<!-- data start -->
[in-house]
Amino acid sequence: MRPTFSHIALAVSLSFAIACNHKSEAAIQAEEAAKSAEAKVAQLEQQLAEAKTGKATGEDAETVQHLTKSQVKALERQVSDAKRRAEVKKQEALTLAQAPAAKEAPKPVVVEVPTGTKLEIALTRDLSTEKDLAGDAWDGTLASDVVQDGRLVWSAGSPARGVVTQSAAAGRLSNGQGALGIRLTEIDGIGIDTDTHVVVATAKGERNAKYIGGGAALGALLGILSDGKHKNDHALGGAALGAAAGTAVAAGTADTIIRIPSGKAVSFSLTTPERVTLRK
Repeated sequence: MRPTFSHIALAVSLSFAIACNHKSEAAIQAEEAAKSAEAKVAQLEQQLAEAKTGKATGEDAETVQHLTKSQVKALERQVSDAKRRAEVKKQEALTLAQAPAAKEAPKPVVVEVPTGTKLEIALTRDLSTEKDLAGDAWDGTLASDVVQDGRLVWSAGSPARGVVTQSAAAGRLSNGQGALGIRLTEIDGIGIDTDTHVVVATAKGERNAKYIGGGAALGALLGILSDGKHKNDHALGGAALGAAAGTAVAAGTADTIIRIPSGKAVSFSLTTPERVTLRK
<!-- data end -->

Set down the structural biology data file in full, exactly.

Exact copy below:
[in-house]
Amino acid sequence: MRPTFSHIALAVSLSFAIACNHKSEAAIQAEEAAKSAEAKVAQLEQQLAEAKTGKATGEDAETVQHLTKSQVKALERQVSDAKRRAEVKKQEALTLAQAPAAKEAPKPVVVEVPTGTKLEIALTRDLSTEKDLAGDAWDGTLASDVVQDGRLVWSAGSPARGVVTQSAAAGRLSNGQGALGIRLTEIDGIGIDTDTHVVVATAKGERNAKYIGGGAALGALLGILSDGKHKNDHALGGAALGAAAGTAVAAGTADTIIRIPSGKAVSFSLTTPERVTLRK
Repeated sequence: MRPTFSHIALAVSLSFAIACNHKSEAAIQAEEAAKSAEAKVAQLEQQLAEAKTGKATGEDAETVQHLTKSQVKALERQVSDAKRRAEVKKQEALTLAQAPAAKEAPKPVVVEVPTGTKLEIALTRDLSTEKDLAGDAWDGTLASDVVQDGRLVWSAGSPARGVVTQSAAAGRLSNGQGALGIRLTEIDGIGIDTDTHVVVATAKGERNAKYIGGGAALGALLGILSDGKHKNDHALGGAALGAAAGTAVAAGTADTIIRIPSGKAVSFSLTTPERVTLRK